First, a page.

With no mobile phones, CCTV or dashcam available 40 years ago to track his movements, investigators are now relying on someone with information to speak up.
The mystery of Lynette Dawson’s fate that has haunted her family for four decades, and was investigated by The Australian journalist Hedley Thomas in his award-winning Teacher’s Pet podcast.
His Honour said Dawson was motivated by his obsessive infatuation with schoolgirl babysitter JC, with the fear of losing her and clearing the impediment that his wife Lyn represented, as well as not losing hold of his assets as would happen in a divorce.
Chris Dawson arrives at the NSW Supreme Court on Tuesday before Justice Harrison convicted him of murdering his wife Lyn in 1982
In his decision, Justice Harrison said that potentially losing JC in early 1982 was a motive for murder: ‘I am satisfied he resolved to kill his wife’, and that there was also the financial motive of potentially losing his investments.
‘The evidence does not reveal how he killed Lynette Dawson, nor where her body is now,’ he said.
He said that the accused told a series of lies about his wife still being alive after her disappearance and about his missing her afterwards.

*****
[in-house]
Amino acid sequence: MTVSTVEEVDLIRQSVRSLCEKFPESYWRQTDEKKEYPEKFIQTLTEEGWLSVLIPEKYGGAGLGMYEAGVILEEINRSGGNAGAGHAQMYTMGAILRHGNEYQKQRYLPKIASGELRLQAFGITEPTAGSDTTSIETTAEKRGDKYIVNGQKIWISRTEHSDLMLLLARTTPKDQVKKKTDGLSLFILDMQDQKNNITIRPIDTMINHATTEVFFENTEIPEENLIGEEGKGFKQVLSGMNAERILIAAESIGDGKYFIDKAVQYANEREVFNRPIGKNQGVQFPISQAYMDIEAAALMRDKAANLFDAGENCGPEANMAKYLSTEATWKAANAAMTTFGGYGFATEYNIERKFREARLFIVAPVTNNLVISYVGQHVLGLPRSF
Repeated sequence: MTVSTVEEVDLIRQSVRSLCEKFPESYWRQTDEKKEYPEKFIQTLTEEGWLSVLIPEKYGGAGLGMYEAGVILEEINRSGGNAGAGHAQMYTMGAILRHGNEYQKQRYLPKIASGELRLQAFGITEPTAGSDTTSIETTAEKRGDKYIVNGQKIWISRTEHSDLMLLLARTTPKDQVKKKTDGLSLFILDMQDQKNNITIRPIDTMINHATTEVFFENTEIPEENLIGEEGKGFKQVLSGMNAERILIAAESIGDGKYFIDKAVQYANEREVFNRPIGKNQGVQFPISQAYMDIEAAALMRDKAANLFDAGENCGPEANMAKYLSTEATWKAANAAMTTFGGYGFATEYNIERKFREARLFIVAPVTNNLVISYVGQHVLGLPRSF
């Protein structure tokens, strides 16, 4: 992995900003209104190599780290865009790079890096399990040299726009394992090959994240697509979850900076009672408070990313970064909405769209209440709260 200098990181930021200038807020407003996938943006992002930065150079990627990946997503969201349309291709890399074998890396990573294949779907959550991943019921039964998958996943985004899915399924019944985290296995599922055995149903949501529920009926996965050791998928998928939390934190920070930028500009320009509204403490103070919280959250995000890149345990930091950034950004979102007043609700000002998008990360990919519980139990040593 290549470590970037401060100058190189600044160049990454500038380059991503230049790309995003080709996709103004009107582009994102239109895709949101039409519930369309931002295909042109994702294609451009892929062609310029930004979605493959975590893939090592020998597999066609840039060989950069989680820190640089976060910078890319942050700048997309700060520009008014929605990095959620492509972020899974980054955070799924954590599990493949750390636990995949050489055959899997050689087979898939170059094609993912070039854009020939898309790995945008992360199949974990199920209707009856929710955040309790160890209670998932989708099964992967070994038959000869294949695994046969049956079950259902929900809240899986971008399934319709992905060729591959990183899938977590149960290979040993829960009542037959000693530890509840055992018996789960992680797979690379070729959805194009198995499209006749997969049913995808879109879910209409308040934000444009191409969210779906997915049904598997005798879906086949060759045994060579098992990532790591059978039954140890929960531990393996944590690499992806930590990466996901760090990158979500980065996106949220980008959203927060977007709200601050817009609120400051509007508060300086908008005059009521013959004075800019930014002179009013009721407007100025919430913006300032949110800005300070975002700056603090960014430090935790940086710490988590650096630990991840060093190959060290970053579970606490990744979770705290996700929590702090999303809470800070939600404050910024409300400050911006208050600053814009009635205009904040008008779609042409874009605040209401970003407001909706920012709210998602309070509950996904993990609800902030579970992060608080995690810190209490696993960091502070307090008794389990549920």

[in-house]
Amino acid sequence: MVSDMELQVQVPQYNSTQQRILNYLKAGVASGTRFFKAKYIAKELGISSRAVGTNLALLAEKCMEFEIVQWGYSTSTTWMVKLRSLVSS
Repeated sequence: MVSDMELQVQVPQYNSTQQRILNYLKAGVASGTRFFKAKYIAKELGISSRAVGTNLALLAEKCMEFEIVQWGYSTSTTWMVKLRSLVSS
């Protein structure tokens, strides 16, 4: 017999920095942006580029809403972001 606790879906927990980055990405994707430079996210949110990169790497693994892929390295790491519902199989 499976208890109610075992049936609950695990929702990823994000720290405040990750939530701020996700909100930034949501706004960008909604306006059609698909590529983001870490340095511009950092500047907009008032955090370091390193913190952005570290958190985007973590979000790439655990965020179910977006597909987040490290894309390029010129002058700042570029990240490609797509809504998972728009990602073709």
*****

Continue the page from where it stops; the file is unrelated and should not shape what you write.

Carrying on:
Lynette’s brother Greg Simms said after the verdict that his sister had been ‘betrayed by the man she loved’, and plead for her killer to reveal where her body is.
‘This is a milestone in our journey of advocating for Lyn, however the journey is not complete, she is still missing,’ he said outside court.
‘We still need to bring her home, we’d ask Chris Dawson to find it in himself to finally do the decent thing and allow us to bring Lyn home to a peaceful rest, showing her the dignity she deserves.’
Lyn’s brother Greg Simms and his wife Merilyn are seen outside court on Tuesday
Dawson has been found guilty of murdering his wife Lyn
Despite finding that he was not satisfied Dawson ’caused any of the bruising on Lynette’ or that he ‘was physically violent towards her’, Justice Harrison found him guilty of murder.